Cytarbine may cause an inflammation of the lining of the eyelids (conjunctiva) that makes your eyes feel sore, red and itchy. Let your doctor know so they can prescribe soothing eye drops if necessary.
You may develop flu-like symptoms a few hours after the treatment has been given. These include headaches, aching joints or muscles, a high temperature, lack of energy (lethargy) and chills. If this happens, it's important to drink plenty of fluids and get some rest. If these symptoms continue for more than a day contact your doctor.
BEAM can cause changes in the way your liver works, although your liver will return to normal when the treatment has finished. Your skin and the whites of your eyes may become yellow (jaundiced).
The doctor will take regular blood samples to check your liver is working properly.
Changes to the lungs
BEAM may cause some changes to the lung tissue. Tell your doctor if you smoke or if you notice any coughing or breathlessness.
Your kidneys could be affected
Melphalan can affect your kidneys. You'll have tests to check how well your kidneys are working before you have your treatment. During treatments your doctors will take regular blood samples to keep a careful check on how your kidneys are working.
Some people can have an allergic reaction. Signs of this can include skin rashes and itching, a high temperature, shivering, dizziness, a headache and breathlessness. Tell your nurse or doctor straight away if you have any of these signs. A reaction can be treated quickly.
It’s important to let your doctor know straight away if you feel unwell or have any severe side effects, even if they’re not mentioned above.
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Risk of developing a blood clot
Cancer can increase your risk of developing a blood clot (thrombosis), and having chemotherapy may increase this risk further. A blood clot may cause symptoms such as pain, redness and swelling in a leg, or breathlessness and chest pain. Blood clots can be very serious, so it's important to tell your doctor straight away if you have any of these symptoms. Most clots can be treated with drugs that thin the blood. Your doctor or nurse can give you more information.
Some other medicines, including those you can buy in a shop or chemist, can be harmful to take when you're having chemotherapy. Tell your doctor about any medicines you're taking, including over-the-counter drugs, complementary therapies and herbal drugs.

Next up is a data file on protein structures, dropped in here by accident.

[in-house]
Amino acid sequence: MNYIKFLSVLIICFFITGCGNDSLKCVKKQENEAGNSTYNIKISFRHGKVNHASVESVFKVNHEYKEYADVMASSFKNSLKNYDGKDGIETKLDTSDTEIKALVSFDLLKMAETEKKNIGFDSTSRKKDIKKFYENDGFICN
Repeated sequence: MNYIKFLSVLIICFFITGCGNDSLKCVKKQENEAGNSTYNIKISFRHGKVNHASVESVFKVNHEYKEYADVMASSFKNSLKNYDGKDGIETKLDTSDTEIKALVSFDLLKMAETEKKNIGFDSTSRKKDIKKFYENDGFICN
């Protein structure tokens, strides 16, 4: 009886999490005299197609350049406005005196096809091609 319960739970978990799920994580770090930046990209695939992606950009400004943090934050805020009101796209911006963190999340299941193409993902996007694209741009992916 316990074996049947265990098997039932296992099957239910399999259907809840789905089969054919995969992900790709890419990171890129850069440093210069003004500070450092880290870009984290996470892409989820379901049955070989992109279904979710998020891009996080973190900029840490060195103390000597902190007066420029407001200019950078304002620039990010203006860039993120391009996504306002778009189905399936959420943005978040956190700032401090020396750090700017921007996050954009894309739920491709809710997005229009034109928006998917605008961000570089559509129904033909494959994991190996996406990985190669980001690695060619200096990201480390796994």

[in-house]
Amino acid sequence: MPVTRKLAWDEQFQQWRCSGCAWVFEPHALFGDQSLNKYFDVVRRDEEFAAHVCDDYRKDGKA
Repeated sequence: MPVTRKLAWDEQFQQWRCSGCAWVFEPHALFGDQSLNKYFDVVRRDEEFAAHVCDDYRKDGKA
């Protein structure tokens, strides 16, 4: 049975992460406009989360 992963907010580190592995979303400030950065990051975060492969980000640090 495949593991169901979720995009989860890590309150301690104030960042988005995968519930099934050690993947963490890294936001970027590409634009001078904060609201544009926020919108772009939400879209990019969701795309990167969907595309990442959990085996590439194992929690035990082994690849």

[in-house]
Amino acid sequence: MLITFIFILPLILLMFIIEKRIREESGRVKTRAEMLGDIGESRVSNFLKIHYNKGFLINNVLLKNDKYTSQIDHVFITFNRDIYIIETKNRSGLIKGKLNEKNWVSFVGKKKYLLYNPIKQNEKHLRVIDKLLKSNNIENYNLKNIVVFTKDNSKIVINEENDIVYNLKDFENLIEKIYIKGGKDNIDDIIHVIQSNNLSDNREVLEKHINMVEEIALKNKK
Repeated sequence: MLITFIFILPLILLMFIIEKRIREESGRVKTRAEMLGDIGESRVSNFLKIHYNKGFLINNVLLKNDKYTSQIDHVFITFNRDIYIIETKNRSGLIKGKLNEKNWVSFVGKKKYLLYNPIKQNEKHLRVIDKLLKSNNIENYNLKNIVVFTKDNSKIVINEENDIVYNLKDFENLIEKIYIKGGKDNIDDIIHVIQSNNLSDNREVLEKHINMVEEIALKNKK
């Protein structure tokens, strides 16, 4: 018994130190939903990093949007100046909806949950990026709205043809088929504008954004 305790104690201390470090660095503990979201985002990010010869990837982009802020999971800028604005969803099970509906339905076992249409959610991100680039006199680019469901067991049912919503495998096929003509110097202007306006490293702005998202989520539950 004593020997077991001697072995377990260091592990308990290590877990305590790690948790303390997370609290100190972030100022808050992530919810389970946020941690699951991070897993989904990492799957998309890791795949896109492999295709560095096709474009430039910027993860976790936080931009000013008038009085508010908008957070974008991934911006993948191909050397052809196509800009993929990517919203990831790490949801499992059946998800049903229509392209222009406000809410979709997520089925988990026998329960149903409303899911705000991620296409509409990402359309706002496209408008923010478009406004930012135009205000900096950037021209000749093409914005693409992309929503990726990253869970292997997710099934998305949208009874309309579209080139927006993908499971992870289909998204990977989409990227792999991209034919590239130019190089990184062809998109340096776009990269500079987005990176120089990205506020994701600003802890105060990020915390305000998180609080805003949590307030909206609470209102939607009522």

Your ability to become pregnant or father a child will almost certainly be affected by having this treatment. It's important to discuss fertility with your doctor before starting treatment.
Loss of periods in women
Due to the effect of chemotherapy on the ovaries women may find that their periods become irregular and may eventually stop. In younger women this may be temporary, but in older women they may stop permanently and they will have an early menopause. This will result in menopausal symptoms such as hot flushes, sweats and vaginal dryness. Talk to your doctor or nurse if you get these symptoms.
It's not advisable to become pregnant or father a child while having BEAM as it may harm the developing baby. It's important to use effective contraception while taking these drugs and for at least a few months afterwards. You can discuss this with your doctor or nurse.
It’s not known whether chemotherapy drugs can be present in semen or vaginal fluids. To protect your partner, it’s safest to either avoid sex or use a barrier form of contraception for about 48 hours after chemotherapy.
There's a potential risk that chemotherapy drugs may be present in breast milk. Women are advised not to breastfeed during chemotherapy and for a few months afterwards.
If you’re admitted to hospital for a reason not related to the cancer, it’s important to tell the doctors and nurses looking after you that you're having chemotherapy treatment. You should tell them the name of your cancer specialist so they can ask for advice.
It’s a good idea to know who you should contact if you have any problems or troublesome side effects when you’re at home. Your chemotherapy nurse or doctor will give you details of who to contact for advice. This should include ‘out-of hours’ contact details if you need to call someone at evenings, overnight or at the weekend.
Our information on stem cell transplants gives more detailed information and advice on what to expect during and after a stem cell transplant. It also gives advice on your recovery and what you can do to help yourself.
This section is based upon our BEAM chemotherapy fact sheet, which has been compiled using information from a number of reliable sources including:
Sweetman, et al. Martindale: The Complete Drug Reference. 37th edition. 2011. Pharmaceutical Press.
British National Formulary. 62nd edition. 2011. British Medical Association and Royal Pharmaceutical Society of Great Britain.
electronic Medicines Compendium (eMC). (accessed October 2011).
Perry MC. The Chemotherapy Source Book. 4th edition. 2007. Lippincott Williams and Wilkins.